Wednesday 12 November 2008

Elephants are a sheep’s best friend

Yes an elephant in South Africa is now best friends with a sheep! The orphaned elephant Themba was introduced to Albert the sheep. To start with Themba teased Albert but now they play and cuddle. They will stay together for another 18months before Themba is released when he turns 2 years old.

This is not the first time that different species have been used to comfort and mother abandoned offspring. In fact it also happens naturally in the wild.

To learn more about altruism in nature check out Richard Dawkins 'Selfish Gene', available from all good bookshops and on line stores.

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Car Sharing: Risk Assesment

On his travels across the globe, photographer Robert Neumiller spotted these locals doing “their bit” to help protect the environment:
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Monday 10 November 2008

Bolivia's Salt Flats a potential gold mine?

Is it just a matter of a few years before we won't be able to take such lovely pictures in all their natural beauty??

Bolivia's immense salt flats are one of the world's largest sources of lithium deposits, and lithium is used to power electric cars. Supplies are dwindling throughout the world and it currently isn't being extracted from the Salt Flats, mainly because Bolivia is reluctant to allow foreign investors to come in and profit from its exploitation. However, there are plans in the pipeline for the Bolivian government to build their own extraction plant, with projections to be producing a third of the world's lithium by 2012.

This is fantastic news in that Bolivia may now have an resource which will help to alleviate the extreme poverty found throughout their country, and it gives the world an option to be much less reliant on fossil fuels.

But let's hope we can still continue to enjoy this fantastic landscape without factories popping up all over the place - it's never simple...

See an article from the BBC on this topic here
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Andy's guide to roll mats

Roll mats play two important roles. They insulate you in cold conditions and make for a more comfortable night’s sleep. There are hundreds on offer and all are different shapes, sizes and materials. So what’s right for you, the cheap and cheerful classic foam role mat or a top of the range thermarest? Here’s a quick guide to what's out there.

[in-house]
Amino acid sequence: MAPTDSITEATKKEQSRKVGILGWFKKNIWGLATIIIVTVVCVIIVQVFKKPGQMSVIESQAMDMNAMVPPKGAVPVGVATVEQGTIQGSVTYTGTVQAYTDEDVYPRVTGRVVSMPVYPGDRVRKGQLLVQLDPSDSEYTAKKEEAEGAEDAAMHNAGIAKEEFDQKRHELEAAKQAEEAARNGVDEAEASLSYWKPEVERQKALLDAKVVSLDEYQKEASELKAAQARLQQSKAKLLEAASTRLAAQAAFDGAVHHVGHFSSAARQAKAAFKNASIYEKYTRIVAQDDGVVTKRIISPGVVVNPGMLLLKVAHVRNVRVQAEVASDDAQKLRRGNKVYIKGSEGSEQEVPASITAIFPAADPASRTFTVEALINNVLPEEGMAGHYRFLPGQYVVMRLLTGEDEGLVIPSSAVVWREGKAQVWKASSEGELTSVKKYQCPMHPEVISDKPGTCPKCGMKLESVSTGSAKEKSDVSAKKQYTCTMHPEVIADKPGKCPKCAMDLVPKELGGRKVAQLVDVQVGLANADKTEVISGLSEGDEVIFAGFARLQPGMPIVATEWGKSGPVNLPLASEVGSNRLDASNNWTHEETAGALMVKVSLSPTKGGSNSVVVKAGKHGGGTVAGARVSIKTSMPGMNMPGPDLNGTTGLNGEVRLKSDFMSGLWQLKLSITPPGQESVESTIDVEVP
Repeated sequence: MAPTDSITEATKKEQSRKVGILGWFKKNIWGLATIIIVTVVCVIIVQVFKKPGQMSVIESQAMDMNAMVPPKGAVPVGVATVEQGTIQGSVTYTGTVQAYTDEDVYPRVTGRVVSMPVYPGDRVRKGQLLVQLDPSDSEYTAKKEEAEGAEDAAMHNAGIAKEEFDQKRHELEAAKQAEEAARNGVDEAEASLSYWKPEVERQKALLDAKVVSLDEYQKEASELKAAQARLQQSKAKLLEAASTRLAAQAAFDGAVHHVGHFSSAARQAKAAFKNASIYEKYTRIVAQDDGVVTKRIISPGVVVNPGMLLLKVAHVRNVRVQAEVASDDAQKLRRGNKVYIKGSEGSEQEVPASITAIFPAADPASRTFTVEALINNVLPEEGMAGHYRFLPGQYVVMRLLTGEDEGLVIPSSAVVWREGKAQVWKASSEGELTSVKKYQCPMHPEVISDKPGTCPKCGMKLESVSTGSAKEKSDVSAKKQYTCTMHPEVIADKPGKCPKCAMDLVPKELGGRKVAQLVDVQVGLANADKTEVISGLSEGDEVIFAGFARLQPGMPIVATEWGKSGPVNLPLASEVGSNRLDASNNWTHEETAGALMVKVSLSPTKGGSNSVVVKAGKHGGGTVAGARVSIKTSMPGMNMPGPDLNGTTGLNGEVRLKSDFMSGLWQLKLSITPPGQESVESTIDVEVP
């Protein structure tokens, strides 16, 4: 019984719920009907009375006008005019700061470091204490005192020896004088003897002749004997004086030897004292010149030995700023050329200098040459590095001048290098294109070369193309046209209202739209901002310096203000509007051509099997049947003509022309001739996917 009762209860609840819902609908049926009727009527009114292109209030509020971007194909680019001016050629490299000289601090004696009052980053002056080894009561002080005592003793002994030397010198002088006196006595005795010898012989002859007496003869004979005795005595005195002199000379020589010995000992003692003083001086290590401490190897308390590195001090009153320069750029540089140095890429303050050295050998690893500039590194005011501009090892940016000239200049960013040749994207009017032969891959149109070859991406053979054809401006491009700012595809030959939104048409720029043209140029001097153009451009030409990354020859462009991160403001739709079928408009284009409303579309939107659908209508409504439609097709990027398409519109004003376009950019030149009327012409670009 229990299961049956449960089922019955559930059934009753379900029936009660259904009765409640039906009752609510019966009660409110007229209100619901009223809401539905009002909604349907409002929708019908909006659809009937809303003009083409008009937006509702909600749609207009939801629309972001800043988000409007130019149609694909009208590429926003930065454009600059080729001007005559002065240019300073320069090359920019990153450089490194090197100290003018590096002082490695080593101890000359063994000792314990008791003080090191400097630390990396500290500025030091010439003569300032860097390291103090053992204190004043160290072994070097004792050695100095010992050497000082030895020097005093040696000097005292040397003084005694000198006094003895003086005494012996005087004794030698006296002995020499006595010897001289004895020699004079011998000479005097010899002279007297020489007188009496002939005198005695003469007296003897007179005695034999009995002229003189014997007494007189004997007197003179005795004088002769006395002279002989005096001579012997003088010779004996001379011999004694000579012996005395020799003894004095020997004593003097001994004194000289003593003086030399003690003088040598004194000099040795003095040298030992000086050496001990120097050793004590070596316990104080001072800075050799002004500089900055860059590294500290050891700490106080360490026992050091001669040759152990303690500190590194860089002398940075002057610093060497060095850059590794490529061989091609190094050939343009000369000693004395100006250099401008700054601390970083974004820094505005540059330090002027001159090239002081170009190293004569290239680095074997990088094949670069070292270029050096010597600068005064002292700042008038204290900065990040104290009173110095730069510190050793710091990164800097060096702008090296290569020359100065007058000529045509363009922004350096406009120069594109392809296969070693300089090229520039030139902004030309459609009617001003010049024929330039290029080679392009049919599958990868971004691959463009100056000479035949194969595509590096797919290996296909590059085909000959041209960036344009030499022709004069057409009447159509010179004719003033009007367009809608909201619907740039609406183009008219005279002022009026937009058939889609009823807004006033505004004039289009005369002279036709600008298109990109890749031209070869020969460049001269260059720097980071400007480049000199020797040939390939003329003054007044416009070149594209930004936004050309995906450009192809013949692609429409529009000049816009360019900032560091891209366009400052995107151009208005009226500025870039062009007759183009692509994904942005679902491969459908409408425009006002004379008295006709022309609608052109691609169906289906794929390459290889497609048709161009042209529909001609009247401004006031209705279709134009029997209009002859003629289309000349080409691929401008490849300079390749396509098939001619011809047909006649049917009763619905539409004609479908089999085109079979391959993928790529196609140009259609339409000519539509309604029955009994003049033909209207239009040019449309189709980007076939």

1. Foam Roll mat

Price £2.95 - £9

Extremely cheap and durable these mats provide adequate insulation but very little comfort. You will feel every stone and twig through one of these bad boys. Another disadvantage is the size, as such they are often attached to the outside of rucksacks. This often means that they become prematurely worn and torn.

2. Inflatable (airbeds and lillo’s)

Price £1.99 - £22.99

The predecessor of the inflatable camping mat everyone must have mucked about with one of these on family holidays. Beats lying on the floor but have a tendency to push up unevenly and are extremely liable to burst. Airbeds are more comfortable and with a texture finished they are less likely to stick to your face. However they tend to be extremely heavy and as such are not suitable for backpacking or trekking.

3. Inflatable (thermarest)

Generic and own brands - Price £17.50 - £45.00

Thermarests - Price £29.99 - £139.99 for the XL Dreamtime

There are loads of cheaper makes and many camping stores now produce their own versions of this favorite. The more you pay the smaller your mat will pack down and the lighter it will be. Thermarest have also just introduced tougher materials to avoid dreaded leaks which is the mats biggest downfall. Before buying think about what you will use your mat for. If you are planning on lots of trekking then go for something lightweight. If you’re looking for something extremely comfortable then go for something wide, long and thick. A closed cell foam formation will give you the best protection in cold conditions as well as making the mat less liable to holes.

If you speak to anyone who has owned a thermarest or equivalent they will never go back to a foam roll mat. If you do buy one treat it carefully to avoid punctures, also it's best to store inflatable mats not in their compression sacks as this can compress their inner padding, decreasing their lifespan.


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